Here's the specifications for the Excel pivot summarization:

The Pivot Table creates the incidence values using the fields of EVENT and BirthDate (summarized as a birth month BMON). In the Pivot Table the column is assigned to EVENT, and the rows to BMON. The summation of values is the COUNT of ID (the unique individual reference number), with the Show Values As option set to "% OF", Base field = EVENT and Base item set as 1_BORN. The resulting values are then displayed as percentages. Of all the individuals born in the month of Feb 2019, 3.5% encountered a pneumonia event is an example result.

 

 

This is an example of the target output from an Excel Pivot Table

KirkpM_5-1605719053192.png


The categories of 1_BORN, SOLD and DIED are constants between different datasets, while the health conditions can be variable in name.

 

I hope this better explains the output goal. 

Thank you very much for considering this question! 

KirkpM

amitchandak
Super User
Super User

@KirkpM , expected output is not clear to mean, Can you highlight and explain



Learn Power BI - Full Course with Dec-2022, with new DAX functions like Window, Index, Offset !!
Did I answer your question? Mark my post as a solution! Appreciate your Kudos !! Proud to be a Super User! !!
Formatted Profit and Loss Statement with empty lines

Amitchandak
Thanks very much for your request for clarrification.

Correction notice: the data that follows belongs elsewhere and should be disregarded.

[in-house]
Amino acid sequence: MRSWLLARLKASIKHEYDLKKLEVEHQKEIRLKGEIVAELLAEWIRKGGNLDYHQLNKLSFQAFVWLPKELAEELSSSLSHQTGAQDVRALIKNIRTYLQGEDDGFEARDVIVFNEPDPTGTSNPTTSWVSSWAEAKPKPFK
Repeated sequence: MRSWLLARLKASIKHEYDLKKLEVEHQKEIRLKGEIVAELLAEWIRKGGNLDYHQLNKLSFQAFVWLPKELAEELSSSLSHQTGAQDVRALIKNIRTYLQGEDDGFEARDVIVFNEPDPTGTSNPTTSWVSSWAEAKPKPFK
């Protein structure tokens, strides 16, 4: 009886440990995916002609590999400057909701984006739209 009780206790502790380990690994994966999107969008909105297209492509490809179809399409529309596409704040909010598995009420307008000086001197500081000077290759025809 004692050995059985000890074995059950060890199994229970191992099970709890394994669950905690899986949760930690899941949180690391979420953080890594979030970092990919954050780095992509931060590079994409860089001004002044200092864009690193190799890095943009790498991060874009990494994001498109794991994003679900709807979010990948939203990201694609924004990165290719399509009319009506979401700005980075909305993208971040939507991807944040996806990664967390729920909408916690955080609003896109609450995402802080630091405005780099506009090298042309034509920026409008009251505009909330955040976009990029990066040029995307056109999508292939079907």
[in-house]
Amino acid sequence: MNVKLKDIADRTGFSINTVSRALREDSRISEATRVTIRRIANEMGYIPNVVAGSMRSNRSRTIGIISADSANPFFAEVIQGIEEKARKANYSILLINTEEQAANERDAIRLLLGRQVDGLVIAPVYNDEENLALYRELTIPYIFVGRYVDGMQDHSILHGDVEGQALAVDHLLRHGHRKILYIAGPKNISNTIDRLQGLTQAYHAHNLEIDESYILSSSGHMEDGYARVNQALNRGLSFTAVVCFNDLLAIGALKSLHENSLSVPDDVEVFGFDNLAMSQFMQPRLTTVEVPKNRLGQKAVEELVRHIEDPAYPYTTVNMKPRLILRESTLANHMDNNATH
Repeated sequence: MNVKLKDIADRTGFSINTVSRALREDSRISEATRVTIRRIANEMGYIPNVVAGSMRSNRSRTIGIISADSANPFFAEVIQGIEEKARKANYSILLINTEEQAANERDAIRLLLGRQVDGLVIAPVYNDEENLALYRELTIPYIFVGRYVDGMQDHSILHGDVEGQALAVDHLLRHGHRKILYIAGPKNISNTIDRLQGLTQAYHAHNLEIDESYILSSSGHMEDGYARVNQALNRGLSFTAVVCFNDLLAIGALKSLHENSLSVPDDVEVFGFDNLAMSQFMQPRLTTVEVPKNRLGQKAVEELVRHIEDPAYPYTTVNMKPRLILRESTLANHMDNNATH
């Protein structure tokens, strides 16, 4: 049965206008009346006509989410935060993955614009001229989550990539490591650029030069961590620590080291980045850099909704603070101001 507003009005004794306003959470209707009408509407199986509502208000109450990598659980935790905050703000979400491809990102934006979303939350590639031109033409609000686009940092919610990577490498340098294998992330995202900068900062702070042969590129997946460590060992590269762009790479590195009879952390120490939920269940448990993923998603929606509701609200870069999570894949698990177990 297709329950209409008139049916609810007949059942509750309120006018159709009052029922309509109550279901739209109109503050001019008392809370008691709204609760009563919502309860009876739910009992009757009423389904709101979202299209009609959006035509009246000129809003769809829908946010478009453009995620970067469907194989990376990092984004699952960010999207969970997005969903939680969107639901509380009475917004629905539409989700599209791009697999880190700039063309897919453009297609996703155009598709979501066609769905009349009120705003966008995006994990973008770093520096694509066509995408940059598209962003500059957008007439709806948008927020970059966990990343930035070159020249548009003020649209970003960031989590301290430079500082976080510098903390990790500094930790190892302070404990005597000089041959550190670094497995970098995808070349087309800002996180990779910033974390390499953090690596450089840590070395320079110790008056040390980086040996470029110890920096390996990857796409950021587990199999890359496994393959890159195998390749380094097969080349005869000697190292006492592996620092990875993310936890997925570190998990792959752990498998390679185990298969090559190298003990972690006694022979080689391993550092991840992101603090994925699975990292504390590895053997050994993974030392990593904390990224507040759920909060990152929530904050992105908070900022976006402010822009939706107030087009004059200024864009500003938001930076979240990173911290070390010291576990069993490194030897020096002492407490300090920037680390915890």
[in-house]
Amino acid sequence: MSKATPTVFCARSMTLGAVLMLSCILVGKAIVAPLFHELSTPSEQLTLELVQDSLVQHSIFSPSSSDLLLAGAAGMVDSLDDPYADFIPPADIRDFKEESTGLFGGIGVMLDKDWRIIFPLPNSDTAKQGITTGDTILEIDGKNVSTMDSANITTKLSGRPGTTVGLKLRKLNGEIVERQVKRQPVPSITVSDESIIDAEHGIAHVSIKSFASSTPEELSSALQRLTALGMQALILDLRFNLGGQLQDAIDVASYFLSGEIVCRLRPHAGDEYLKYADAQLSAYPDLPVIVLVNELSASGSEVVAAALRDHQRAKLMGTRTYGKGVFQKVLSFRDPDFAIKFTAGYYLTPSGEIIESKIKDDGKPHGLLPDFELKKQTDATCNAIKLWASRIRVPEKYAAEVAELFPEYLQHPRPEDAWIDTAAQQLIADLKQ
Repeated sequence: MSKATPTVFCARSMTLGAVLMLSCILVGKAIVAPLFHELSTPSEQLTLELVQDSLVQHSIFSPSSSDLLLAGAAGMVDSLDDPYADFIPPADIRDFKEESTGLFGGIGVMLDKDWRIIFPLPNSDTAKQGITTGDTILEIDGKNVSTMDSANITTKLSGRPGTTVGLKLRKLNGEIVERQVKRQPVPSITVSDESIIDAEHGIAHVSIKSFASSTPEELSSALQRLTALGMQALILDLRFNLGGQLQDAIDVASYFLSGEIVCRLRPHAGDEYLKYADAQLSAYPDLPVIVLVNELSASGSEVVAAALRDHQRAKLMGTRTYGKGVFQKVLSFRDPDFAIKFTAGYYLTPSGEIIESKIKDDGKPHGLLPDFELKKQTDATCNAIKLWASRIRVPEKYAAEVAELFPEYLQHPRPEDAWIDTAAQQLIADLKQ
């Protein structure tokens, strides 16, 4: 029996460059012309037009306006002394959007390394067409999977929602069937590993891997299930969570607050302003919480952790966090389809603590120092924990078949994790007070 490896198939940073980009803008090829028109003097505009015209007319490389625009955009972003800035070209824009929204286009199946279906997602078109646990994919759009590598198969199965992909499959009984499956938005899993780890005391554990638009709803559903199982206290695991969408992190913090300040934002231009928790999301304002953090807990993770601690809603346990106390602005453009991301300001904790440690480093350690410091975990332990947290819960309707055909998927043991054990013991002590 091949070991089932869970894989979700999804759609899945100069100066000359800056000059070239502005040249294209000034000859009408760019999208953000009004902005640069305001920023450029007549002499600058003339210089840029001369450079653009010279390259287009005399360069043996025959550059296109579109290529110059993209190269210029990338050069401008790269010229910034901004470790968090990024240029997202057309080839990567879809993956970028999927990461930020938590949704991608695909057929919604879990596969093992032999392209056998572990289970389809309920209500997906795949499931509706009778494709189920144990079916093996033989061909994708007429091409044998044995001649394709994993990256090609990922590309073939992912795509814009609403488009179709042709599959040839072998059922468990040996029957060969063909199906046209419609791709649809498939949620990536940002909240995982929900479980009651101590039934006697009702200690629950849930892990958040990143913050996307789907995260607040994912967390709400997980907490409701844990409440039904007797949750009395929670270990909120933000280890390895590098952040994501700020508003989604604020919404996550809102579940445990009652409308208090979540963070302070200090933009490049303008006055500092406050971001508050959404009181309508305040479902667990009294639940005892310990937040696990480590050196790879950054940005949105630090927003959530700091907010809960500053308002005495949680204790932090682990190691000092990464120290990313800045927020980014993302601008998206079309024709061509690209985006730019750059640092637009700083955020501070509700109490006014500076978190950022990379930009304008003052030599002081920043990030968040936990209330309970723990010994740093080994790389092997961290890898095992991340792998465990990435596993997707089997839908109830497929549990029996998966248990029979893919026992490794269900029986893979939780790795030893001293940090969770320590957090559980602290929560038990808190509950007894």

An Excel pivot table delivers these counts of health events with a grouping focusing on the birth month.

 

KirkpM_1-1605718422480.png

 

I then use the Excel Pivot specifications mentioned in the original post to determine the proportion affected (incidence rate) with the number born as the denominator. 

 

Here's the specifications for the Excel pivot summarization:

The Pivot Table creates the incidence values using the fields of EVENT and BirthDate (summarized as a birth month BMON). In the Pivot Table the column is assigned to EVENT, and the rows to BMON. The summation of values is the COUNT of ID (the unique individual reference number), with the Show Values As option set to "% OF", Base field = EVENT and Base item set as 1_BORN. The resulting values are then displayed as percentages. Of all the individuals born in the month of Feb 2019, 3.5% encountered a pneumonia event is an example result.

 

This is an example of the desired output

 

KirkpM_2-1605718485725.png


The categories of 1_BORN, SOLD and DIED are constants between different datasets, while the health conditions can be variable in name.

 

I hope this better explains the output goal. 

Thank you very much for considering this question! 

KirkpM

Helpful resources

Announcements
Carousel_PBI_Wave1

2023 Release Wave 1 Plans

Power BI release plans for 2023 release wave 1 describes all new features releasing from April 2023 through September 2023.

Power BI Summit Carousel 2

Global Power BI Training

Make sure you register today for the Power BI Summit 2023. Don't miss all of the great sessions and speakers!

Thank you 2022 Review

2022 Monthly Feature Releases

We had a great 2022 with a ton of feature releases to help you drive a data culture.

Top Solution Authors
Top Kudoed Authors